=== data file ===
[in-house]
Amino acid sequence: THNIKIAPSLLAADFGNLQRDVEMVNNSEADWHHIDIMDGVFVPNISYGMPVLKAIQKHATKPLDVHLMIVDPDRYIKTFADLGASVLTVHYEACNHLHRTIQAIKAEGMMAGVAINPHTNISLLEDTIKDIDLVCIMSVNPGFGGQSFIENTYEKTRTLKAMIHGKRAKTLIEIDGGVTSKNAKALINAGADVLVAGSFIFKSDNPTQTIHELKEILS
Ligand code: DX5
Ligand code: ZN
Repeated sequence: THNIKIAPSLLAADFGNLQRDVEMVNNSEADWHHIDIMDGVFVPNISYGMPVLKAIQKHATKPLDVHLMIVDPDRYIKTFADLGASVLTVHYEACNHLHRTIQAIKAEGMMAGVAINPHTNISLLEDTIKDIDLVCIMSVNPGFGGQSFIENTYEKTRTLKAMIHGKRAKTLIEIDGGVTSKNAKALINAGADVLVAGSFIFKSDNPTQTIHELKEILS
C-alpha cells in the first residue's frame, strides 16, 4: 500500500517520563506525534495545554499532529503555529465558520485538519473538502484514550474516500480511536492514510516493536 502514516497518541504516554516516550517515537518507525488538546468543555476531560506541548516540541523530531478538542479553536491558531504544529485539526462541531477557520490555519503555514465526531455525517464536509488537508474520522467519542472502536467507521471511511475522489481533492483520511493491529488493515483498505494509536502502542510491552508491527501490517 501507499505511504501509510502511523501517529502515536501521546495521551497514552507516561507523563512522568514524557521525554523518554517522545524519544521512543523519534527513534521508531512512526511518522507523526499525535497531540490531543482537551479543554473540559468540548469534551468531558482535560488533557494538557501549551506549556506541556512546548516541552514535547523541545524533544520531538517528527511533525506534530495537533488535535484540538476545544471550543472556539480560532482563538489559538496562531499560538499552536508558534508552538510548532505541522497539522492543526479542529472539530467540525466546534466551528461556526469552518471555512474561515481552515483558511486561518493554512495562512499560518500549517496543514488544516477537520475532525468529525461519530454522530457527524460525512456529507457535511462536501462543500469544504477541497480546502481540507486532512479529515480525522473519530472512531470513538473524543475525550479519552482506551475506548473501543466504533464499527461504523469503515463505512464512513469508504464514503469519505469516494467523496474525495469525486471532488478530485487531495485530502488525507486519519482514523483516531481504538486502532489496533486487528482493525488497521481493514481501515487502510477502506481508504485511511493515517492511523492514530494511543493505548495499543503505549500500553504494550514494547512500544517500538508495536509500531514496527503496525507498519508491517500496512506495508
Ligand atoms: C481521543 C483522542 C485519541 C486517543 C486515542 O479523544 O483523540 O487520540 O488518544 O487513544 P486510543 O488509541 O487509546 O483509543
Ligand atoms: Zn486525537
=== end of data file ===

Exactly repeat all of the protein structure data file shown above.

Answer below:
[in-house]
Amino acid sequence: THNIKIAPSLLAADFGNLQRDVEMVNNSEADWHHIDIMDGVFVPNISYGMPVLKAIQKHATKPLDVHLMIVDPDRYIKTFADLGASVLTVHYEACNHLHRTIQAIKAEGMMAGVAINPHTNISLLEDTIKDIDLVCIMSVNPGFGGQSFIENTYEKTRTLKAMIHGKRAKTLIEIDGGVTSKNAKALINAGADVLVAGSFIFKSDNPTQTIHELKEILS
Ligand code: DX5
Ligand code: ZN
Repeated sequence: THNIKIAPSLLAADFGNLQRDVEMVNNSEADWHHIDIMDGVFVPNISYGMPVLKAIQKHATKPLDVHLMIVDPDRYIKTFADLGASVLTVHYEACNHLHRTIQAIKAEGMMAGVAINPHTNISLLEDTIKDIDLVCIMSVNPGFGGQSFIENTYEKTRTLKAMIHGKRAKTLIEIDGGVTSKNAKALINAGADVLVAGSFIFKSDNPTQTIHELKEILS
C-alpha cells in the first residue's frame, strides 16, 4: 500500500517520563506525534495545554499532529503555529465558520485538519473538502484514550474516500480511536492514510516493536 502514516497518541504516554516516550517515537518507525488538546468543555476531560506541548516540541523530531478538542479553536491558531504544529485539526462541531477557520490555519503555514465526531455525517464536509488537508474520522467519542472502536467507521471511511475522489481533492483520511493491529488493515483498505494509536502502542510491552508491527501490517 501507499505511504501509510502511523501517529502515536501521546495521551497514552507516561507523563512522568514524557521525554523518554517522545524519544521512543523519534527513534521508531512512526511518522507523526499525535497531540490531543482537551479543554473540559468540548469534551468531558482535560488533557494538557501549551506549556506541556512546548516541552514535547523541545524533544520531538517528527511533525506534530495537533488535535484540538476545544471550543472556539480560532482563538489559538496562531499560538499552536508558534508552538510548532505541522497539522492543526479542529472539530467540525466546534466551528461556526469552518471555512474561515481552515483558511486561518493554512495562512499560518500549517496543514488544516477537520475532525468529525461519530454522530457527524460525512456529507457535511462536501462543500469544504477541497480546502481540507486532512479529515480525522473519530472512531470513538473524543475525550479519552482506551475506548473501543466504533464499527461504523469503515463505512464512513469508504464514503469519505469516494467523496474525495469525486471532488478530485487531495485530502488525507486519519482514523483516531481504538486502532489496533486487528482493525488497521481493514481501515487502510477502506481508504485511511493515517492511523492514530494511543493505548495499543503505549500500553504494550514494547512500544517500538508495536509500531514496527503496525507498519508491517500496512506495508
Ligand atoms: C481521543 C483522542 C485519541 C486517543 C486515542 O479523544 O483523540 O487520540 O488518544 O487513544 P486510543 O488509541 O487509546 O483509543
Ligand atoms: Zn486525537